“I think Trump is gone,” one wrote on the messaging platform Telegram. “If you think about it, he never said most of what we expected, Q said it, etc. We were putting phrases together and trying to read into things. Trust the plan can mean anything.”
Someone replied that they believed a plan—as long teased by “Q,” an anonymous user on a fringe forum—to uproot Donald Trump’s enemies was still proceeding apace. But another member of the chat offered a more practical action plan: a fascist slogan, an anti-Semitic conspiracy theory, and a link to another, even more fringe Telegram channel.
The QAnon conspiracy theory falsely accuses Trump’s opponents of satanic pedophilia and cannibalism, and has merged with compatible theories that falsely accuse his opponents of election fraud. But with Trump out of office and no sign of the movement’s much-anticipated mass arrests, some Q believers are looking for new answers. And members of other violent movements are seeking out those disillusioned fans in the hopes of converting them to new and more militant ideologies.
Among them are militia groups, members of a hate church, and advocates for secession from the United States.
“QAnon is really ripe territory for recruitment,” said Jessica Reaves, editorial director of the Anti-Defamation League’s Center on Extremism. At the heart of that crossover, Reaves told The Daily Beast, are shared conspiratorial beliefs between QAnon followers and other militant sects. That mingling was on full display at the deadly assault on the U.S. Capitol on Jan. 6, when Jacob Chansley, better known as the “QAnon Shaman,” allegedly stormed the building alongside members of paramilitary groups.
But some of the intermingling began long before Trump’s election loss. In the run-up to voting, members of far-right paramilitary groups like the Proud Boys and the Oath Keepers endorsed elements of the discredited theory.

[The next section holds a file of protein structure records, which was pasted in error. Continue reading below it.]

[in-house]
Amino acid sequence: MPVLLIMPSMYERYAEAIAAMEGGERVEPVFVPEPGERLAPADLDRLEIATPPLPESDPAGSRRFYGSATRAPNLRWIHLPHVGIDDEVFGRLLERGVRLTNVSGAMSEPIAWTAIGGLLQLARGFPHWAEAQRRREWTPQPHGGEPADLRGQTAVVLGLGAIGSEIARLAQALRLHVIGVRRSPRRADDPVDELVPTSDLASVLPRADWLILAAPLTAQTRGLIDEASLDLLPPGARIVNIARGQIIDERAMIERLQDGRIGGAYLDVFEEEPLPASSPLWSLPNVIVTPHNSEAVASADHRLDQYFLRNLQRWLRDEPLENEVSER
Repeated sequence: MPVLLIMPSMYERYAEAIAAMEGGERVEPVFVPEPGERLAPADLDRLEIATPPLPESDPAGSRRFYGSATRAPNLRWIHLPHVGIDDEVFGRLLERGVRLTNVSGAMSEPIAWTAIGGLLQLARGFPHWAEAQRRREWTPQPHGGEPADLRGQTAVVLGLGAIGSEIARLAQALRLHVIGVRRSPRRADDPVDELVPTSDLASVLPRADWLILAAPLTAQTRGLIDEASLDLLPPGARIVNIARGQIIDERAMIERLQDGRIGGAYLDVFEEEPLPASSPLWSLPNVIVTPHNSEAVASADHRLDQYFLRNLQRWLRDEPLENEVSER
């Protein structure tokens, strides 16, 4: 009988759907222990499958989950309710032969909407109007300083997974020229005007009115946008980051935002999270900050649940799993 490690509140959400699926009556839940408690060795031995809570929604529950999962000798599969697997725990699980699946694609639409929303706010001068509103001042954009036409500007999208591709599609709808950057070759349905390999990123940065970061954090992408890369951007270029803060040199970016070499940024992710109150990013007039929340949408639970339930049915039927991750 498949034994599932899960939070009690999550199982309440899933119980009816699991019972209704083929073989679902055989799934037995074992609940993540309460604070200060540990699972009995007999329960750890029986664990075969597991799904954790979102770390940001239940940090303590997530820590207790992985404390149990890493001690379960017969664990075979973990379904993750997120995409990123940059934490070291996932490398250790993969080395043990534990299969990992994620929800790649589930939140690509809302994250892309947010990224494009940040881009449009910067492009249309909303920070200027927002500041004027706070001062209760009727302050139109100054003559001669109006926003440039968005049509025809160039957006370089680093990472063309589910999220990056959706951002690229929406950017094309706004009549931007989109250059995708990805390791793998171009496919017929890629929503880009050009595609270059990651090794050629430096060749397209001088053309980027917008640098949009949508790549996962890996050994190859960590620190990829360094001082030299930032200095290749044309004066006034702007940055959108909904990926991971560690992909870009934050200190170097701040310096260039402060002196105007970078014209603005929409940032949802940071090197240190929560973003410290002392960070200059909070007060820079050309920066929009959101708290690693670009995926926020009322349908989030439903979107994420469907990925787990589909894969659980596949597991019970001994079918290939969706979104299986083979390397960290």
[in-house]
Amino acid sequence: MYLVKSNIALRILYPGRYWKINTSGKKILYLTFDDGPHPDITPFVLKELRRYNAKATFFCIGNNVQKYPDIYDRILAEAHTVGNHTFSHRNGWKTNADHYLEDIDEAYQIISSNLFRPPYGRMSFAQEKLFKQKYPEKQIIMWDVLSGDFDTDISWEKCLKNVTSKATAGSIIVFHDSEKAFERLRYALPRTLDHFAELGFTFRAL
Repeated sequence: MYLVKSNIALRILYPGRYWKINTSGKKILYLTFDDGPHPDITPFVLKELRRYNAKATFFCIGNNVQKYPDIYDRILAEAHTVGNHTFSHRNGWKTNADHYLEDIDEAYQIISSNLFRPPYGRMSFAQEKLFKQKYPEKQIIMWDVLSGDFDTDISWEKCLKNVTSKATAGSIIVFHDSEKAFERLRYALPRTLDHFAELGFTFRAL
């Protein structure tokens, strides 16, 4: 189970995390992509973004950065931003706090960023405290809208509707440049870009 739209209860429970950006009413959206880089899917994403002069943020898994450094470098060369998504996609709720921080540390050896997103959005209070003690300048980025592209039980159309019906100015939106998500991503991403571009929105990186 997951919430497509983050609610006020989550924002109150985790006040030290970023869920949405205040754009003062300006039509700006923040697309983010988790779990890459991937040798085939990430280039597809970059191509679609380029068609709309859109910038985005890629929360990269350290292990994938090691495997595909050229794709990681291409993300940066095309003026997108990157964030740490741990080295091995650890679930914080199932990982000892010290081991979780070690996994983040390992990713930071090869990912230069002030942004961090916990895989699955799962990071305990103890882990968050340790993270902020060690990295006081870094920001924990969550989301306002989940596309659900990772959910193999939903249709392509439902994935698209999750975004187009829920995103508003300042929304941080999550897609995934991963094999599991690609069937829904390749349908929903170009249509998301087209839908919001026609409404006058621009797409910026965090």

“The militia and anti-government side is probably where you’re going to see the most crossover,” Reaves said, adding, “There’s a very conspiratorial idea about government power that’s shared between anti-government extremist groups and QAnon people.”
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Many adherents, Reaves continued, “seem to be looking for some sense that they are solving a puzzle, or getting to the bottom of something. And of course there’s no actual bottom to it, but that doesn’t seem to deter anybody from diving in headfirst.”
Some QAnon fans have eagerly taken up teachings from the anti-government “sovereign citizen” movement, members of which falsely claim to be emancipated from the U.S. and its laws. A Vice investigation found members of the QAnon movement sharing bogus legal documents that claimed Trump will be sworn in as president on March 4. Members of the sovereign citizen movement have been identified as key players in decades of violent attacks targeting the government, often stemming from incidents like property disputes or police pulling them over.
Other far-right groups, which did not embrace QAnon, appear to be taking a more cynical approach toward recruiting from the floundering movement.
In multiple far-right Telegram channels, users encouraged each other to disguise themselves as run-of-the-mill Trump fans and infiltrate pro-Q chat rooms.